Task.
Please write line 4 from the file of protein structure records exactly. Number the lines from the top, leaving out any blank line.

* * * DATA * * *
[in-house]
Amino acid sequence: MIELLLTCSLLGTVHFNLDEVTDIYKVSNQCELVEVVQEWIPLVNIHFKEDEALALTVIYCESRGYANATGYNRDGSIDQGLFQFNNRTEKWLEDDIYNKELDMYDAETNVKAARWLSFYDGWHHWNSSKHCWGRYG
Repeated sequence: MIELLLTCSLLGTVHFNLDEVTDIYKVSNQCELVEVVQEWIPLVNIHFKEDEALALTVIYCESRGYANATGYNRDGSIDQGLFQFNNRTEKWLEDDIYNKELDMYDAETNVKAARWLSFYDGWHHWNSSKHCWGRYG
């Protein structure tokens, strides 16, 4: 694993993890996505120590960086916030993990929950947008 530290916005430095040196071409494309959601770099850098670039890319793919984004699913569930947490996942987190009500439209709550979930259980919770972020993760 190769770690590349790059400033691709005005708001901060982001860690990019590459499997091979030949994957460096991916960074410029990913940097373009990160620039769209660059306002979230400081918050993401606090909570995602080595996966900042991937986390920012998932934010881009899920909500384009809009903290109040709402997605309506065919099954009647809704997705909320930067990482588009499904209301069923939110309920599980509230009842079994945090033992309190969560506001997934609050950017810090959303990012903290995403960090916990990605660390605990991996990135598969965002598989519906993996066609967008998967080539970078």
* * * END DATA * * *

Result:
């Protein structure tokens, strides 16, 4: 694993993890996505120590960086916030993990929950947008 530290916005430095040196071409494309959601770099850098670039890319793919984004699913569930947490996942987190009500439209709550979930259980919770972020993760 190769770690590349790059400033691709005005708001901060982001860690990019590459499997091979030949994957460096991916960074410029990913940097373009990160620039769209660059306002979230400081918050993401606090909570995602080595996966900042991937986390920012998932934010881009899920909500384009809009903290109040709402997605309506065919099954009647809704997705909320930067990482588009499904209301069923939110309920599980509230009842079994945090033992309190969560506001997934609050950017810090959303990012903290995403960090916990990605660390605990991996990135598969965002598989519906993996066609967008998967080539970078």